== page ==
Anne Rios, PhD

Anne Rio screenshot b

Martigues, France

Current Residence
Utrecht, the Netherlands

Graduate Degree
PhD, Institute of Marseille Luminy (IBDML), France and the Australian Regenerative Medicine Institute (ARMI), Australia

Current Position
Junior Principal Investigator (PI) and Head of the imaging center at the Princess Máxima Center for Pediatric Oncology, the Netherlands

What is the current focus of your research, and what do you find most rewarding about your work?

I develop and apply dynamic imaging technologies together with automated quantification pipelines to tackle major obstacles for successful cancer treatment, including tumor heterogeneity and cancer invasion. From the therapy perspective, we study solid tumor targeting by cellular immunotherapy and develop new fluorescent guided surgery tools to improve tumor resection. Although these topics are quite diverse and involve multiple cancer subtypes, they all originate from one central theme: advancing imaging technology to benefit patients with cancer. This is also what I find most rewarding about my work; the prospect of potentially making an impact on people’s life during their most stressful and vulnerable time.

What led you to become a scientist and to stem cell research?

I needed a way in which I could channel my creativity into a fruitful career and becoming a scientist allowed me to do just that. Through my creativity I have been able to innovate imaging technology into a tool that allows me to visualize entire organs. My interest in developmental biology led me to use this technology to study organ development, which evidently also involves stem cell research. As a principal investigator at the Princess Máxima Center for pediatric oncology, I now use my interest and expertise in developmental and stem cell biology to investigate pediatric tumors that often arise during embryonic development.

What is the most exciting aspect of your work?

The potential of - by using the right methodology - finding something unexpected. Something you could not have predicted beforehand and therefore makes for a highly exciting result. I find the subsequent challenge of unraveling the mechanism behind that unanticipated finding and its biological implication thrilling as well. As an example, during my postdoc I developed a novel 3D imaging method that then led to the unexpected finding of binuclear cells in the lactating mammary gland. I subsequently identified the underlying pathways leading to the development of these cells and demonstrated their essential role in milk production.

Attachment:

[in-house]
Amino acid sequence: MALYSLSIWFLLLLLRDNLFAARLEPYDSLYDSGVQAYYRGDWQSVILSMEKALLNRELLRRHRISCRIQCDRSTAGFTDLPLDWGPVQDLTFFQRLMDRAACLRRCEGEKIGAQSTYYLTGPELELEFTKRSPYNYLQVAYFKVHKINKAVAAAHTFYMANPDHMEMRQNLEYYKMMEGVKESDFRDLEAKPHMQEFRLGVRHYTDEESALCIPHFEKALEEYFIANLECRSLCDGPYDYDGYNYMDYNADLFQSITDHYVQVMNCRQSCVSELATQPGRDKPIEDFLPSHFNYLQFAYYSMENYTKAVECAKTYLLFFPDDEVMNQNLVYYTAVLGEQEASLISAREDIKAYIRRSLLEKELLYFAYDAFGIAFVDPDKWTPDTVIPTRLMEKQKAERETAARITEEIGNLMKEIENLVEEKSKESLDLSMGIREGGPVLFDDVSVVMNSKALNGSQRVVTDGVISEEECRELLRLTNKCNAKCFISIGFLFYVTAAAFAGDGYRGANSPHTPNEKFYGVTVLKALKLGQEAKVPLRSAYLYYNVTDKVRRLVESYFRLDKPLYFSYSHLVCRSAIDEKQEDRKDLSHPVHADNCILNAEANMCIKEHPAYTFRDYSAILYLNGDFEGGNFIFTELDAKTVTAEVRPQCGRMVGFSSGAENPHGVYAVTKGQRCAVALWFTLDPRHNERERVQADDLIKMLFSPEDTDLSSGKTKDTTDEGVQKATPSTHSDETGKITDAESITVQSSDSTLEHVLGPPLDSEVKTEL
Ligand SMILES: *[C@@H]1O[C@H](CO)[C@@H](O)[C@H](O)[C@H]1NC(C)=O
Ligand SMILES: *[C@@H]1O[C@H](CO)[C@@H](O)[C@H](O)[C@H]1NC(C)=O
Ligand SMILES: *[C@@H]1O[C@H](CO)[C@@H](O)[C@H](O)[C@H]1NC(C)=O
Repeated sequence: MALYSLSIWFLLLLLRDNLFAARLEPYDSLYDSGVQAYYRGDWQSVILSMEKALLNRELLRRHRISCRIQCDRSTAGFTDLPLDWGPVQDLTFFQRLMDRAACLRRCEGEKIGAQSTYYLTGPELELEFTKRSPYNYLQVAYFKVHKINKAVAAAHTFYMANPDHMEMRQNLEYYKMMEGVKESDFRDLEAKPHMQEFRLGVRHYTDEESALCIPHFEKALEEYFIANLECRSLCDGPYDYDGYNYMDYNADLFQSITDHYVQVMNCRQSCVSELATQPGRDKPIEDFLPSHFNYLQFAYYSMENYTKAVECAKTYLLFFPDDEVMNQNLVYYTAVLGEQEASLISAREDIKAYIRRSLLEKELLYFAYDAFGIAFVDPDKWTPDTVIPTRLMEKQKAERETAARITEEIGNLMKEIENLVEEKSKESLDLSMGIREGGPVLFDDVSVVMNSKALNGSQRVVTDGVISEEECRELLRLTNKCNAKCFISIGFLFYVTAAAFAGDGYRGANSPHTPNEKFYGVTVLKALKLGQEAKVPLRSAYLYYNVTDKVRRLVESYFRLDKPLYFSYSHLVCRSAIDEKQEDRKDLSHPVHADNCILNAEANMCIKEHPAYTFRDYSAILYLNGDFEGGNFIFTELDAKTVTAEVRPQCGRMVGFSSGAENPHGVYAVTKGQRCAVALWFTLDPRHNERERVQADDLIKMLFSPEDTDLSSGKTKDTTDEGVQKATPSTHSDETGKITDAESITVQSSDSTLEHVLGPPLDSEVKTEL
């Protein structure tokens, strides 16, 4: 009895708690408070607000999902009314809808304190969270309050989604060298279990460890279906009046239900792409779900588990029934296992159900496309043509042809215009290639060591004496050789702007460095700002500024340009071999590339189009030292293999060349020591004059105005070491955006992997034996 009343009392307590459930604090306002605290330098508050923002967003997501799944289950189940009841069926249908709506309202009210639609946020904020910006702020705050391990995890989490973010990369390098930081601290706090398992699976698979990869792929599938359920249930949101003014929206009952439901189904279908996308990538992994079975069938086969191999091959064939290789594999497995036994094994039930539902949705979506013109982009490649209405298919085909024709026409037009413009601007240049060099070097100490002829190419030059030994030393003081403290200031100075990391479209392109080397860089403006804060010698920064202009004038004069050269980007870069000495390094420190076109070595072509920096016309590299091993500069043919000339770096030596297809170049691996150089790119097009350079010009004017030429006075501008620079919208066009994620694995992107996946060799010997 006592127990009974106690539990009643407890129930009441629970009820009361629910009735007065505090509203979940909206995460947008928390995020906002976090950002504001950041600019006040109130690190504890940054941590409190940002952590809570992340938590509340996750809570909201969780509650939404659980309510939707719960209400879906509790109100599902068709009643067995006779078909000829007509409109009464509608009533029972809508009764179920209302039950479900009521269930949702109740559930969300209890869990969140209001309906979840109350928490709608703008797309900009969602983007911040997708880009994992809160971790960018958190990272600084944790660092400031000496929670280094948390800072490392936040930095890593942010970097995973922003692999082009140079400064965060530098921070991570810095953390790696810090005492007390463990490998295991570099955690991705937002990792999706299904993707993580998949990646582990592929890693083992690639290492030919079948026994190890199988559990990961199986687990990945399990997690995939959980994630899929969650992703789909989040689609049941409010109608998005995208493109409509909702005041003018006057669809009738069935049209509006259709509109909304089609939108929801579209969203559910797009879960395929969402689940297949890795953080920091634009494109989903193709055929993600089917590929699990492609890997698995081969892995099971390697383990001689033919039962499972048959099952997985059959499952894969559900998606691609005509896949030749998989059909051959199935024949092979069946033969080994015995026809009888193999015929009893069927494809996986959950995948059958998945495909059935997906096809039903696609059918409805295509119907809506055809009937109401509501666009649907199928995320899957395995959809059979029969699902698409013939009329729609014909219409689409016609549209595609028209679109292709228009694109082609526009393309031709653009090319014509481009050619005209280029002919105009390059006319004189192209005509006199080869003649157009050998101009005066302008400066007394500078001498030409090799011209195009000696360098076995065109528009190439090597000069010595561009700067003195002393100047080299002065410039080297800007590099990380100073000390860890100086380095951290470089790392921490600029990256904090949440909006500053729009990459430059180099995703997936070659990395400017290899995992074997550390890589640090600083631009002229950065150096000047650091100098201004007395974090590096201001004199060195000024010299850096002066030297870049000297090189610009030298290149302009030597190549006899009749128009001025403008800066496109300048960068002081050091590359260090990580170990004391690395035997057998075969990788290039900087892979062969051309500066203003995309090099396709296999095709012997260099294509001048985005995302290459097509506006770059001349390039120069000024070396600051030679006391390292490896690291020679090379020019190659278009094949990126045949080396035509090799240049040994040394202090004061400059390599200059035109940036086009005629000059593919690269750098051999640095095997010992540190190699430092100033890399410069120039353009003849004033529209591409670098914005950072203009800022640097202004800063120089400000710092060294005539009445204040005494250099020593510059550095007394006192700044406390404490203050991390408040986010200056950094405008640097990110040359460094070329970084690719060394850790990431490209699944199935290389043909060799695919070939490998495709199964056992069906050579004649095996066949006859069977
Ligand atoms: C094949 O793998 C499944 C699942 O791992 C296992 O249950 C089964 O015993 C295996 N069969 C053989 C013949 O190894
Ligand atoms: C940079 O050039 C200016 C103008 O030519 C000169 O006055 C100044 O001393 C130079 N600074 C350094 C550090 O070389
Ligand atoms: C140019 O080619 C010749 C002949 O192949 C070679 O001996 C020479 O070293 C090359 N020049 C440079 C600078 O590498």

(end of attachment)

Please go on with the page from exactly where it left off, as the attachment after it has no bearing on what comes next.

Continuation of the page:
What guidance would you share in talking with trainees interested in pursuing your area of research?

Be bold! Dream big and don’t be afraid to take control and make decisions. This is something I always share with my team as well: it’s better to make a decision that in the end turns out to be wrong, than to not take any action at all. Without taking action you will never make progress.

Do you have any mentors or individuals who have inspired you in your stem cell work?

Yes! I have been very lucky and received valuable training and mentorship from both my PhD and postdoc advisors; Prof. Christophe Marcelle and Prof. Jane Visvader, respectively. In addition, I have strong ongoing collaborations with Hans Clevers, who I consider an important mentor towards my scientific career and more recent role as junior principal investigator. However, inspiration does not always have to come from more experienced and senior persons. I am very fortunate to receive input, energy and enthusiasm from the young people that surround me every day; the highly talented postdocs, PhD students and master students in my lab and they are my true inspiration. For that reason, I also refer to them as my ‘dream team’.       

How do you spend your free time?

I am not going to lie, I do invest a lot of my time in science, but it is because I absolutely love what I do. To balance it off, I like to go out, go dancing and even do something crazy like karaoke singing. As long as it is involves hanging out with my favorite people, I am happy. Oh and I guess I also try to do sports… sometimes...

What is something your peers would be surprised to learn about you?

That I am in science because of my artistic side. Looking through a microscope during one of my first internships and getting a beautiful view of the biological sample underneath, something clicked and I knew that I wanted to use imaging to not only drive scientific discovery, but also to generate stunning images that can engage the public and inspire the next generation of scientists.

What do you most value about your membership with the ISSCR?

Contact with peers! A career in science comes with its unique challenges and sometimes disappointments. If you cannot share that with likeminded people things could get pretty lonely. In addition, collaborations with colleagues in related, yet different areas of research, is what really pushes science forward and can generate highly fruitful projects.


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